As one of our 2 female EDS Fellows - thanks to all who noticed Ada's day! It has been an exhausting day in Boston for me - speaking on a cloud computing panel. Interestingly, 3 of the 5 panelists were women. Not necessarily by design, but that's just how it worked out.
The importance of having a female role model is an interesting theory, but I'm not sure that I personally noticed that as an influence - especially growing up in poor, rural Oklahoma. However, hearing my mother's constant reminder that my intelligence was my most valuable asset, that I could pursue whatever career I desired, and her passion for the Equal Rights Amendment in the '70s set the tone that I could expect equal footing in the world. And I believed her.
Additionally, my father's insistence that I learn to rebuild engines and fix whatever was broken taught me a sense of self-reliance and problem-solving. Is there a parallel between fine-tuning air:fuel mix ratios and optimizing code performance :-) ?
And I noticed - it was Ada's mother who taught and encouraged her mathematical aptitude.
As for women dropping out of STEM fields, it would be interesting to know if they really dropped out, or never started. I have many friends who started in technology jobs but then stepped away from their career to pursue an opportunity in full-time parenting. I did that myself when my son was a baby (but the excitement of silicon valley was too great and my retirement only lasted 6 months!).
Also, I see many women in technology moving toward business management roles, and wonder if someone like an Ann Livermore would be classified as a STEM participant? STEM or not, she certainly stands out as a role model for both men and women!
I am thankful to those men and women who are great leaders and who take the time for mentorship and sharing their experiences. I encourage readers to do the same as professionals. But as a parent, you will always be the most influential force in your little human's life. Your constant reminder of self-worth and aptitude will make all the difference in the world.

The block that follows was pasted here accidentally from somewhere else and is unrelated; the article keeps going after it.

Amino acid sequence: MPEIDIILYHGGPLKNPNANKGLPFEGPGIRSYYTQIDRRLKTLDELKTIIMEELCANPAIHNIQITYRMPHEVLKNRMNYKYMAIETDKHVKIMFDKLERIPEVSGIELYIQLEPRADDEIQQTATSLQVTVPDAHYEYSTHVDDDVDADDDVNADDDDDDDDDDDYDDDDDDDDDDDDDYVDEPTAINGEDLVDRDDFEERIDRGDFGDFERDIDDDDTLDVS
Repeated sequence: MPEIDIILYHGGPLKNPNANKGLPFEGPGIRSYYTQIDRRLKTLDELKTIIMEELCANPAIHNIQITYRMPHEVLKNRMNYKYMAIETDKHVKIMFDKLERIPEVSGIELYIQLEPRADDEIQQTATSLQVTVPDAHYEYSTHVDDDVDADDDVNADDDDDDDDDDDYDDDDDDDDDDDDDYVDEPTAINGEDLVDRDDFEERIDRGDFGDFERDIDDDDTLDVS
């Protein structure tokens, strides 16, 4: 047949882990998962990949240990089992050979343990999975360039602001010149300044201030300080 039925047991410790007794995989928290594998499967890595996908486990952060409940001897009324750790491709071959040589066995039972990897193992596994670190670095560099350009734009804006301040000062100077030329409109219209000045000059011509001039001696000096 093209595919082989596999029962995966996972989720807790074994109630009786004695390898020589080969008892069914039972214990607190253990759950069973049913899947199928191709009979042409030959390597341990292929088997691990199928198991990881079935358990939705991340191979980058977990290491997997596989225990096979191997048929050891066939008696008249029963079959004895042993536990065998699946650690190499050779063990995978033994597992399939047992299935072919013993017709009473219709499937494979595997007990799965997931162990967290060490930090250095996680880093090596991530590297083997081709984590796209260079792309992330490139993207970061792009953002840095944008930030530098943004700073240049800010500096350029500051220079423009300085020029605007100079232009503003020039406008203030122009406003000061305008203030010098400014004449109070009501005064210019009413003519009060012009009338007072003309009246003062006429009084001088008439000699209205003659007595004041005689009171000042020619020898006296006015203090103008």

I've been working on a number of things lately that have kept me from keeping up on my blog reading (and writing for that matter). I just noticed that Tuesday is Ada Lovelace Day, a day dedicated to women in technology. I generally stay away from these kinds of focus activities, but I did notice something that was relevant. I recently blogged about judging in the FRC. In this competition, a significant portion of the students participating were women. In the FLL, the vast majority of those participating were girls, with over half the teams consisting of girl-only teams.
Something must make the interest in STEM trail off as women get older. It could be a lack of direct contact with female role models. One purpose of Ada Lovelace day is to bring forward more role models for women. If you look around today, you'll find a number of blog entries all over the Internet from women working in technical fields.
Unfortunately, all the female fellows in EDS were very busy today with an analyst conference in Boston (that Ann Livermore from HP TSG is leading) and other activities going on. Hopefully, Jean will be able to get an entry out soon.